President Ezat Parnia
Inaugural Address (as prepared)
September 8, 2012
Chancellor Scott, Chair Farris, trustees, students, alumni, faculty, teachers, staff, and friends, I wish to begin by thanking the members of the inauguration committee—its chair Ed Kormondy, plus Trustee Olin Barrett, Barbara Martin from the community, and others—who have put their lives aside over the past few months to make this event possible.
I want to thank my family. My wife Lisa Boucher who has been my confidante, advisor, and partner in life for more than 28 years and a working mom. My son Max who became the man of the house upon my departure in January to join Pacific Oaks and care for his mom and little sister while joggling SAT classes, honor courses, and soccer schedule among other things. And my daughter Yasmin, whose funny text messages kept me going for more than six months until they all joined me. And you will appreciate this: she is a Lakers fan and it won’t take us long to convert her brother, who is the fan of that other team, I cannot remember the name, but I guess it starts with a “C.”
Nearly a year ago I was sitting in my home office in Boston when the phone rang. It was from the president of an executive search firm that specializes in higher education. She asked if I had heard of a place in Pasadena called Pacific Oaks College & Children’s School. I had. In fact just the year before, my niece had graduated from Pacific Oaks and I saw firsthand how it transformed her life.
And then the search firm asked if I would be interested in applying for the presidency.
I had a wonderful life in Boston. I was a tenured professor, my wife an executive at a retirement advisory company. My son was starting his junior year and my daughter was settling into second grade. My wife loved her job and I had a job for life. Our roots were deep.
I contacted my niece, who encouraged me to at least learn more about the opportunity. I spoke to my family who said the same. There was still some trepidation, a lingering feeling of whether this would be the right move for me and my family.
And then I visited the Pacific Oaks campus.
For 14 hours I spoke to the people who made this institution what it is: the students, faculty, teachers, parents, alumni, trustees, staff, and others. Many of you are here today.
That night all of my doubts about the move and opportunity disappeared. I knew in my heart and head that I wanted to join this community of academicians and learners who strive to make the world a better place. The pedagogy and andragogy based on John Dewey’s theories and ideas appealed to me. I didn’t want the day to end. I was taken by Pasadena and didn’t want to leave. If only I would be invited back …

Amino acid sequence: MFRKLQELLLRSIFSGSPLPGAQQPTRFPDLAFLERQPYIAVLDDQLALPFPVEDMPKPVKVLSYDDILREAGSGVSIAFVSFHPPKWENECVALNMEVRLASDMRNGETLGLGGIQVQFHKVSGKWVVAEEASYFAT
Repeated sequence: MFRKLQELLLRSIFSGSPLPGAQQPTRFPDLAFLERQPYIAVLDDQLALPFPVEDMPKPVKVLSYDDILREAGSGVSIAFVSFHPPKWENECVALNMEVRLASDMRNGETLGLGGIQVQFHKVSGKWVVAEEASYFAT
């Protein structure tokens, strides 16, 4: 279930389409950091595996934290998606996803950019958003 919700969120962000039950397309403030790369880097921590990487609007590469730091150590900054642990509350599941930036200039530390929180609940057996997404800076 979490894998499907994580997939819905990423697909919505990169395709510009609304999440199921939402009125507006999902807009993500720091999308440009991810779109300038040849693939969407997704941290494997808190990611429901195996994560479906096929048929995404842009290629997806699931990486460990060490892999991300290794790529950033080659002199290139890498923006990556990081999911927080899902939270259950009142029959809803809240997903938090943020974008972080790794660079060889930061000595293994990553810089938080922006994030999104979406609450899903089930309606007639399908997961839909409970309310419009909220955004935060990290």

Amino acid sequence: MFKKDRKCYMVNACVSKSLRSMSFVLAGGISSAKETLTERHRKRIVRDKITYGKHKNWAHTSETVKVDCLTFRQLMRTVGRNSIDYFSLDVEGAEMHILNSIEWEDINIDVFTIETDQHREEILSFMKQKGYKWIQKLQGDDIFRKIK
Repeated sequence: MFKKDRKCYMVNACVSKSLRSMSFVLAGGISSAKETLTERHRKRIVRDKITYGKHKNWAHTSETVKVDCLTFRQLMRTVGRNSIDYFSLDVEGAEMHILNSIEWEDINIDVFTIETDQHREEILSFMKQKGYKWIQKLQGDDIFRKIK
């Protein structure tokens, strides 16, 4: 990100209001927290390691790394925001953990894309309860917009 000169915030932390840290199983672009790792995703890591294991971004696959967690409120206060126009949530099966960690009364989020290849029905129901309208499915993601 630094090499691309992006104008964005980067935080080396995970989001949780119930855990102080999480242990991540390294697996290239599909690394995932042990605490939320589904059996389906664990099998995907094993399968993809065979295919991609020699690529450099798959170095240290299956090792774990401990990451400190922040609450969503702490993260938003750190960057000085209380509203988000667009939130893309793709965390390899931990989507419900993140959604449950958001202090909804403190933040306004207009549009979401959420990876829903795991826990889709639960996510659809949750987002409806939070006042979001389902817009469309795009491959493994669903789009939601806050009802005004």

I stand before you today honored and humbled to serve as the ninth president of Pacific Oaks College & Children’s School.
Before moving on I can’t let this story pass without introducing the individual who was my bridge to the Pacific Oaks experience, my niece Negin Zomorodi.
This week marks the beginning of the 54th fall semester of Pacific Oaks College. Our students join millions of others who will be engaged in a formal educational experience this academic year. They do so because we all believe in the value of education. The time and resources we place in the keep of this cause is our greatest investment as a people.
Today higher education is what high schools were decades ago and the pathway to new jobs. Just think back to the 1980s as our industrial sector went through a painful transition.
There were those who said that America is declining while Japan was taking our place as the world’s most innovative and productive nation. Today we are hearing the same commentary about China.
And then something happened. Thanks to our higher education system, many workers left behind by closing factories and a fading manufacturing sector were given an opportunity to participate in new ways. They sought new degrees as teachers, nurses, IT specialists, computer technicians, and other professionals. We gave people options unmatched in other nations to find an academic discipline and explore a path to a new way to apply their talents. The community Colleges played an important role and we were able to transform our workforce and economy through higher education.
And yet we have much work to do.
Last century a solution to improving education was to build more schools. With more schools came more access. We are good at building schools, we have more than 10,000 here in California alone, but access is no longer good enough.